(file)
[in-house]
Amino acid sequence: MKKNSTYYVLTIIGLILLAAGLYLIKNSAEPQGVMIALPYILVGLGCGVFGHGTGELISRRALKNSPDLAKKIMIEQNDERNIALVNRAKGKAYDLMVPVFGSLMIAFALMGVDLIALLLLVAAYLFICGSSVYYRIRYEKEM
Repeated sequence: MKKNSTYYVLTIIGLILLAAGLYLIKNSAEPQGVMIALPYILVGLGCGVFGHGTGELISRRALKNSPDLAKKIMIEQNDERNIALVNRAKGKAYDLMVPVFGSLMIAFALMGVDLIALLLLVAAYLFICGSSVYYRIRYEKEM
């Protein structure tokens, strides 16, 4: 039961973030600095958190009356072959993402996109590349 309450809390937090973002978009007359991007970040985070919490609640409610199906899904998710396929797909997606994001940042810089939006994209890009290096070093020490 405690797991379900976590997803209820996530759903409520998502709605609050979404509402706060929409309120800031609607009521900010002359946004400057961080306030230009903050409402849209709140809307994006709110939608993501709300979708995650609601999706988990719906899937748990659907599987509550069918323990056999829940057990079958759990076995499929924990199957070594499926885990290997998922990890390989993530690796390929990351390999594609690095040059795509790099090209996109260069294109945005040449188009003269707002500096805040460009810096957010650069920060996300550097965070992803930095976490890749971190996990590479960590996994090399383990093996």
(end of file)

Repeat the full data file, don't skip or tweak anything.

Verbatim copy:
[in-house]
Amino acid sequence: MKKNSTYYVLTIIGLILLAAGLYLIKNSAEPQGVMIALPYILVGLGCGVFGHGTGELISRRALKNSPDLAKKIMIEQNDERNIALVNRAKGKAYDLMVPVFGSLMIAFALMGVDLIALLLLVAAYLFICGSSVYYRIRYEKEM
Repeated sequence: MKKNSTYYVLTIIGLILLAAGLYLIKNSAEPQGVMIALPYILVGLGCGVFGHGTGELISRRALKNSPDLAKKIMIEQNDERNIALVNRAKGKAYDLMVPVFGSLMIAFALMGVDLIALLLLVAAYLFICGSSVYYRIRYEKEM
């Protein structure tokens, strides 16, 4: 039961973030600095958190009356072959993402996109590349 309450809390937090973002978009007359991007970040985070919490609640409610199906899904998710396929797909997606994001940042810089939006994209890009290096070093020490 405690797991379900976590997803209820996530759903409520998502709605609050979404509402706060929409309120800031609607009521900010002359946004400057961080306030230009903050409402849209709140809307994006709110939608993501709300979708995650609601999706988990719906899937748990659907599987509550069918323990056999829940057990079958759990076995499929924990199957070594499926885990290997998922990890390989993530690796390929990351390999594609690095040059795509790099090209996109260069294109945005040449188009003269707002500096805040460009810096957010650069920060996300550097965070992803930095976490890749971190996990590479960590996994090399383990093996």